Certainly and much in line with the unknown creators of the Pitney and Strickland brooches, the artist that designed the pages of the Lindisfarne Gospels was highly talented as not only a calligrapher but also as a painter and illustrator. Also, like the Pitney and Strickland brooches, the lettering is interspersed with various kinds of animals and birds; it also contains what is known as an interlinear gloss (the words that are written between the lines in a much smaller hand) that acts as a sort of translation device for the reader, meaning that the words are Anglo-Saxon equivalents of Latin words (British Museum).

The historical origins of the Anglo-Saxon language dates back to a time when the Europeans were just emerging from the Iron Age and were on the threshold of establishing a true culturally-based society with rules and regulations laid down by powerful leaders. As Susan Irvine writes, “the settlement of the various Germanic peoples” within the geographical boundaries of Great Britain was an “important factor in the linguistic diversity that characterized Old English,” due to the Anglo-Saxons occupying much of Scotland, Wales, and parts of Ireland (“Beginnings and Transitions,” 35). For example, geographical areas and counties in present-day England like Kent, West Saxon, and Anglia, are often used to describe the main dialects of Old English and helps to establish a link between locality and linguistic forms (“Beginnings and Transitions,” 35).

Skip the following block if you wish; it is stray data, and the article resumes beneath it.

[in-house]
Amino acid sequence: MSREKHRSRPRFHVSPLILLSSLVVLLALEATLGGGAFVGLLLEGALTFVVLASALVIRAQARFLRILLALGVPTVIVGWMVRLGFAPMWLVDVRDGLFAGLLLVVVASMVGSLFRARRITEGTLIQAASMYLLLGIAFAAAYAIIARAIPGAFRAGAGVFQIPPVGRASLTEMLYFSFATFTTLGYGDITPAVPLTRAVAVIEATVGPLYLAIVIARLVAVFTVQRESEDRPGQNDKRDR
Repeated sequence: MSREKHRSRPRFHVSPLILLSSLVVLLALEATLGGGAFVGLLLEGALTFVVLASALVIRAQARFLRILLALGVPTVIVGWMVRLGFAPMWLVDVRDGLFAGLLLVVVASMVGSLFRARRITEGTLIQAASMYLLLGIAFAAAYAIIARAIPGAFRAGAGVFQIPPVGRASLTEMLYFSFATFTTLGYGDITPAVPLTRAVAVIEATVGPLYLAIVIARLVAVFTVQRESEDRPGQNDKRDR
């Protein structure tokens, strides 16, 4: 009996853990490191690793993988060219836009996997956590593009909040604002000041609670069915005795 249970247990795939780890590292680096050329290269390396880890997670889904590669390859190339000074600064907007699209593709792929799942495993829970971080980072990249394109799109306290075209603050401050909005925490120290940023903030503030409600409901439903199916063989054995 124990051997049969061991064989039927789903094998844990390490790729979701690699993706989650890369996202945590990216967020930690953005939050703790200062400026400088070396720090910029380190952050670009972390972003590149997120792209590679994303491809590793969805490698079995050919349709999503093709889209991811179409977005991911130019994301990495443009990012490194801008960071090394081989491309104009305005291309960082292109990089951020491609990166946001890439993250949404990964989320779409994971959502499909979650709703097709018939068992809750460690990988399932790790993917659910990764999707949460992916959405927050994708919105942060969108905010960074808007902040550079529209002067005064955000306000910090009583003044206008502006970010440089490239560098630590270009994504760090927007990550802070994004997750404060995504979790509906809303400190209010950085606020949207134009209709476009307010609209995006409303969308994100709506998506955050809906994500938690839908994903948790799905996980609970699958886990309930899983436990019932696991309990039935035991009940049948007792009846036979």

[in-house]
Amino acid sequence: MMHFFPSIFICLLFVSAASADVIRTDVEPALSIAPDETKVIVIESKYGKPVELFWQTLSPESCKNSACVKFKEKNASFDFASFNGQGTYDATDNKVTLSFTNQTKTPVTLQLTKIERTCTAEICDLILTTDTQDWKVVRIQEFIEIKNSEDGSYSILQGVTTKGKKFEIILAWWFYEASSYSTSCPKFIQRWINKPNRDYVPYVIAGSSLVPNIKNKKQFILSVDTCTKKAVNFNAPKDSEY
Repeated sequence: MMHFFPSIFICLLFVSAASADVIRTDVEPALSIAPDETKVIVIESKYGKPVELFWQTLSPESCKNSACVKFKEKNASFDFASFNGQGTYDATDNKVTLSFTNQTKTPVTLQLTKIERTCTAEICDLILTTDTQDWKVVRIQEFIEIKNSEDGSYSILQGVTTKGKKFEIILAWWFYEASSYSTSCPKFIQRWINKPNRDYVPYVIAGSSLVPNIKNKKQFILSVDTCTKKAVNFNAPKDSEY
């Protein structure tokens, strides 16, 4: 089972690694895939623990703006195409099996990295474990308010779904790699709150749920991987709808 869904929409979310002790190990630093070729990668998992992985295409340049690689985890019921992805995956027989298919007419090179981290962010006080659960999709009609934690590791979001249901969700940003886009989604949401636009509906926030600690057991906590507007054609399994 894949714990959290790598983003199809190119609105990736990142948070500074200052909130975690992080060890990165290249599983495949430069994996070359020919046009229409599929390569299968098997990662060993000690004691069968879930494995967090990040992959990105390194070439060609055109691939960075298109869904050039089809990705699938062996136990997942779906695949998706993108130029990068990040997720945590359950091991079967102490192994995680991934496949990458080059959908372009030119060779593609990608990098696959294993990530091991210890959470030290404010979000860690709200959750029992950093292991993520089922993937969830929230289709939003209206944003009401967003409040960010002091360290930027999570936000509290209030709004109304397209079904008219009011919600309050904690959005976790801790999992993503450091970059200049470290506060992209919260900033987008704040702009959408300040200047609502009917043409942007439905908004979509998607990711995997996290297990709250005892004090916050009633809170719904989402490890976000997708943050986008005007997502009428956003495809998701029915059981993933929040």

According to the Venerable Bede, author of the Historia Ecclesiastica Gentis Anglorum or the Ecclesiastical History of the English People written in 731 A.D., the original Anglo-Saxons migrated from Germania which the ancient Romans called “a vast and ill-defined territory east of the Rhine and north of the Danube,” extending to the east as far as the Vistula River in Poland and as far north as Sweden and Norway (Baker, “The Anglo-Saxons and Their Language”). Of course, at this time, circa 600 A.D., the people occupying this huge geographical area were not much more than wandering nomads, moving from place to place and seeking out lands that were suitable for farming and agriculture and that provided timber for the construction of homes. However, as Stenton notes, these wandering nomads were in many ways related to one another through a shared heritage that included language and linguistic traits, and once entering what the Romans referred to as Britannia, these traits became part of their culture and  stylistically transformed the languages of many indigenous groups in England (127).